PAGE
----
Rajesh Pratap Singh, the building pioneer to the Indian fashion industry, boasts an illustrious career, spanning over more than two decades within the fashion industry. Having launched his namesake label in 1997, the iconic designer has overseen the growth of his brand from being a signature label to a luxury fashion empire. In an exclusive with L’Officiel India, designer Rajesh Pratap Singh talks about his minimalistic approach and how he has managed to create some revolutionary designs, with his distinctive signature style.

Why did you decide to choose fashion designing as a career? What according to you is a favourite part of being a fashion designer?

I wouldn’t say I chose to be designer, it just happened to me. The fact that we can experiment on a daily basis is the part I love most about my work.

What inspires your design aesthetics? Where do you get visual references from?

Again, inspiration is a very big word but at the same time it is overused so we don’t like to use it at all. Our visual references are from small towns in rural India, travel, nature, the mountains…..

Your signature style is minimal, like a detox diet, with clean cuts and flawless detailing. How you’ve maintained it? Do you think less is more?

We just do what we do. I feel I wouldn’t like my work to be put in a box called minimalism or maximalism. We just do what comes naturally and don’t think of how it will be perceived. The minute we have any extra time, we already move on to the next collection and that’s how we like it.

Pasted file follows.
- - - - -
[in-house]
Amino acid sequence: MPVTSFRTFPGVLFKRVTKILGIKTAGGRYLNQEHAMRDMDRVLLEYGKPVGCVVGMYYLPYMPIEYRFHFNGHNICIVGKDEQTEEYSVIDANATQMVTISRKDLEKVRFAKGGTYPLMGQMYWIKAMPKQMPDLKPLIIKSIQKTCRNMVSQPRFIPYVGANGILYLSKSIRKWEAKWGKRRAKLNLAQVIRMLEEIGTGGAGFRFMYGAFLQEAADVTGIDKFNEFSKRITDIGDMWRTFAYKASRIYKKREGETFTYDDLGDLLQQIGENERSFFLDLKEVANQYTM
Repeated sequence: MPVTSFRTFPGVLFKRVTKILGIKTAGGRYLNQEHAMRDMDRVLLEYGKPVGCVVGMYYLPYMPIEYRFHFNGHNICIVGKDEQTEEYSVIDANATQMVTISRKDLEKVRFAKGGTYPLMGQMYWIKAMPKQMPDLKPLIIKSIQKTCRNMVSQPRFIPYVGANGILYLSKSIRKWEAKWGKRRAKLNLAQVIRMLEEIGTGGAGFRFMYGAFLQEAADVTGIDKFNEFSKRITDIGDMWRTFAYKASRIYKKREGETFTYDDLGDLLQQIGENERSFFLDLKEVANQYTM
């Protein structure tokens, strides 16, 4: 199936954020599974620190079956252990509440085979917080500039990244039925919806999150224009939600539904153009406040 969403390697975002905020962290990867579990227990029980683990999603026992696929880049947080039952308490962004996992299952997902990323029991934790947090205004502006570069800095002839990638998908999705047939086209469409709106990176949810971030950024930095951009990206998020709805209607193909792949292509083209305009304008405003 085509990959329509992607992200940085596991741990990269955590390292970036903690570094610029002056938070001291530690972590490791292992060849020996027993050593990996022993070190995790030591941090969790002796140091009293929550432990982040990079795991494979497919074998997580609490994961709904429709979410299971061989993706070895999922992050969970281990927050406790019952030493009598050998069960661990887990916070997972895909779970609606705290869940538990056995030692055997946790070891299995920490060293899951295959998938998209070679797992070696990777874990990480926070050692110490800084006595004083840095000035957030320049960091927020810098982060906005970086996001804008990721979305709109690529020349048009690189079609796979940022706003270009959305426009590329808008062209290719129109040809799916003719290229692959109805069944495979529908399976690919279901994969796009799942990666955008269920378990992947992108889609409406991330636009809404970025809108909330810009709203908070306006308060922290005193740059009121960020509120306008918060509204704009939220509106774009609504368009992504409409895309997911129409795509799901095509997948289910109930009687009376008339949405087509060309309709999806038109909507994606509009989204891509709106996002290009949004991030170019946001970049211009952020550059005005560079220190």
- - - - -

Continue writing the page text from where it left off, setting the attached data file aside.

You create innovative designs with minimal styling. Is it easy to sell them in an Indian market consumed by bling?

India is a vast country with varied tastes and not everybody in India is for a specific style. Again, we do what we do and we don’t really change for what is popular or unpopular or for a certain market.

You’ve been the Woolmark Company’s ambassador for India. Tell us about that association and your work with Bhuttico.

Woolmark is a credible organisation which is not only supporting wool growers in Australia but also giving an impetus to young design talent all over the world. It has always been a pleasure to work with them. Bhuttico is a cooperative of wool weavers in Kullu. Based in an idyllic setting in the middle of an orchard. It has a great management, diversity in weaver participation and we are happy and proud to work with them.

How has it been dealing with artisanal craft and manpower intensive handloom weaves?

It’s been interesting. Rewarding in many ways.

What are your thoughts on the future of sustainable fashion?

Sustainability is not just about fashion. It is a dire need and a way of life. I am sick and tired about people talking about sustainable fashion. Each and every industry needs to be sustainable and so do we in our daily lives. We are not trying to make a brand being dependent on the crutch of sustainability. We are not about sustainable fashion in the limited sense it is understood to be. For us a product defying trend and sustaining decades of time is also minimising our carbon footprint. There are so many facets to this.

What do you consider the important facets of the fashion industry? What skills according to you are necessary for a successful fashion designer?

In our opinion, a lot of perseverance, ruthless editing and sticking to one’s ideologies coupled with the will to constantly experiment. These would hold one in good stead in this sphere. Success means different things to different people and you need to define what success means to you.

Chitman Kanwar Ahuja

Chitman Kanwar Ahuja is a feature writer at L'Officiel India. She is a silver jewellery hoarder and an aesthete of all arts. You can find her unraveling new stories day in and day out.